A dark cave. In the middle, a caldron boiling. Thunder. Double, double toil and trouble; Fire burn, and caldron bubble That Bill Shakespeare certainly had a way with words! The Liverpool Is The Place Committee apparently has a soft spot for The Bard. The committee, which brings you two dozen free concerts every summer at Johnson Park, is trying something new this year. At 7 p.m. on Fathers’ Day, Sunday, June 16, LITP has engaged Syracuse’s Redhouse Arts Center to present a one-hour adapted version of Shakespeare’s tragedy, “Macbeth,” at Johnson Park. The performance is designed for all ages, and admission is free. Considered one of Shakespeare’s darkest tragedies, “Macbeth” was originally staged circa 1607 in London. Set in Scotland, the action boils over with blood and betrayal as Lord Macbeth kills his king to fulfill his own lust for power. Wracked with guilt, Lady Macbeth leads her lord down a maelstrom of madness and death.
Year in and year out, the community fills the grounds behind Sacred Heart Church on Route 11 for the Cicero Community Festival. “We usually average about 7,000 people,” said Steve Becker, one of the event’s organizers. “I think that speaks for itself. It’s become a tradition year in and year out to come to the festival. The cruise night is popular. People like seeing the classic cars. People love Ruby Shooz. We have hundreds of people come to the parade, participating as well as watching.” The festival, which celebrates its 21st year when it kicks off Friday, June 7, is offered by the Greater Cicero Chamber of Commerce every year to support area businesses. Drivers Village co-sponsors the event.
At least a dozen Syracuse Area Music Award-winners will perform this summer as part of the annual Liverpool Is The Place concert series. All concerts are free and take place from 7 to 9 p.m. on Monday and Wednesday evenings at Johnson Park, at the corner of Oswego and Vine streets, in Liverpool’s central business district.
Hot on the heels of a Gold-Rated performance at the recent Oneida Jazz Festival, the Liverpool High School Jazz Ensemble has a busy week coming up. At 7 p.m. Friday, May 31, the student musicians present their 16th annual Jumpin’ Jazz Jam featuring the Manhattan-based DIVA Jazz Orchestra, at the high-school auditorium at 4338 Wetzel Road. Then, at 7 p.m. Monday, June 3, they make their annual appearance to kick off the Liverpool Is The Place summer concert series at Johnson Park.
Looking for a fun family-friendly activity this weekend? Look no further than the North Syracuse Family Festival, which will take place from 11 a.m. to 5 p.m. Saturday. May 25, in Lonergan Park. The eighth annual festival is a North Syracuse mainstay, offering a variety of activities for all ages. The event also features a variety of free events, including demonstrations from the police and fire departments, live music, caricature drawings, a kids’ playland, face painting, balloon animals, child ID program, children’s art corner, a Civil War demonstration, small horse rides (new this year) and the ever-popular Teddy Bear Parade for kids ages 2 through 6. “We are a big family party with a so much going on that you need the whole time to take it all in,” said Family Festival Committee member Pat Fergerson. “It is a place to have family-friendly fun.”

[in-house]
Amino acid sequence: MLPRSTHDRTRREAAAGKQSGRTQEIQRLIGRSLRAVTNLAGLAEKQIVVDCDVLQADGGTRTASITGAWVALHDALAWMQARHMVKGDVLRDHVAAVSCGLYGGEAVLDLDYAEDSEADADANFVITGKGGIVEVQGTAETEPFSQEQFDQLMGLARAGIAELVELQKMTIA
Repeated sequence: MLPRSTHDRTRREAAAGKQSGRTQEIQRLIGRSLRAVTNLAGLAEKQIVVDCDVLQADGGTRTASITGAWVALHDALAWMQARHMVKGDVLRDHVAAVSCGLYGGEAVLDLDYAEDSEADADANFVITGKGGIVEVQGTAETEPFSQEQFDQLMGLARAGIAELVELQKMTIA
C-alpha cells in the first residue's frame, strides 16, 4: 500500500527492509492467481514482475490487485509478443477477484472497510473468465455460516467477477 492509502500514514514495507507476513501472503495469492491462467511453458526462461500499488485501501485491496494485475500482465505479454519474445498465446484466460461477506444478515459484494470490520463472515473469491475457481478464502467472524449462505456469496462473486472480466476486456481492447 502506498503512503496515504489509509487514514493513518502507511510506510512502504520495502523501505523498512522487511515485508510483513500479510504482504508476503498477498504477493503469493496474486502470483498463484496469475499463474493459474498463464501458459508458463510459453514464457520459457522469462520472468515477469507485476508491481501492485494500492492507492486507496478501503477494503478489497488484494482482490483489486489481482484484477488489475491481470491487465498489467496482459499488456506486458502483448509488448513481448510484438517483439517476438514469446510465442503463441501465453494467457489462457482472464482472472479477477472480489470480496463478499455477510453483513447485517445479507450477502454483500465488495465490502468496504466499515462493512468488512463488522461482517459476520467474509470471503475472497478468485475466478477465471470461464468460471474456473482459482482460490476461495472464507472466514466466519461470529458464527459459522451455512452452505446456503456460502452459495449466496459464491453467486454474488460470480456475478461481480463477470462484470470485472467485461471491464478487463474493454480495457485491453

More than most civic groups, the Masons really respect and honor history. This weekend, the local lodge will celebrate some annals of its own. And as usual, the Masons will do it in style. The Liverpool-Syracuse Lodge No. 501 of Free & Accepted Masons will mark its 150th anniversary at 3 p.m. Saturday, May 11, by erecting a four-foot-tall obelisk monument in front of its building at 608 Oswego St., across from Johnson Park in the village. New York State Grand Master James Sullivan is expected to attend.
Up-and-comers in the Central New York music scene will compete for prizes as well as the coveted title of “Best Band” this weekend, and they’ll support a good cause at the same time. Stand Against Suicide will host its inaugural Battle of the Bands on Saturday, April 20, at the SRC Arena at Onondaga Community College. Doors open at 11 a.m. and bands begin competing at noon. Tickets are $7 for students and $12 for adults. Eighteen bands will compete for a chance at the title as well as prizes.